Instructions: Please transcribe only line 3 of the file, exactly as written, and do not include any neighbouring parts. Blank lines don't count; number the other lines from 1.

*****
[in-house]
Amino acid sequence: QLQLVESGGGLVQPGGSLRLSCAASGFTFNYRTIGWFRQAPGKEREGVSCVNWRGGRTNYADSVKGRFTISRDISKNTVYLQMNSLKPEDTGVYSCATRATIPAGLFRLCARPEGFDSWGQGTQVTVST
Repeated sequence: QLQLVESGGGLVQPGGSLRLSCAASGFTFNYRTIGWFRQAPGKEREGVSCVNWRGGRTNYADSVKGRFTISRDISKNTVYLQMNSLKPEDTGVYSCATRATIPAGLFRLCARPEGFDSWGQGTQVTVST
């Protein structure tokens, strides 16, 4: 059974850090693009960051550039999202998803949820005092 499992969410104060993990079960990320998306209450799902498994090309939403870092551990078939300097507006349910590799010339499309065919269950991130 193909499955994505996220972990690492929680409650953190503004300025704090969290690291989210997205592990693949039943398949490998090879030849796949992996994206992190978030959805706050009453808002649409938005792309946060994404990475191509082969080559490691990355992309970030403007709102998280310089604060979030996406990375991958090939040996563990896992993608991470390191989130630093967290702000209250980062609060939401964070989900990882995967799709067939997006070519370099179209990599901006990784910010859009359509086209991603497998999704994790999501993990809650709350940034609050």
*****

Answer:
Repeated sequence: QLQLVESGGGLVQPGGSLRLSCAASGFTFNYRTIGWFRQAPGKEREGVSCVNWRGGRTNYADSVKGRFTISRDISKNTVYLQMNSLKPEDTGVYSCATRATIPAGLFRLCARPEGFDSWGQGTQVTVST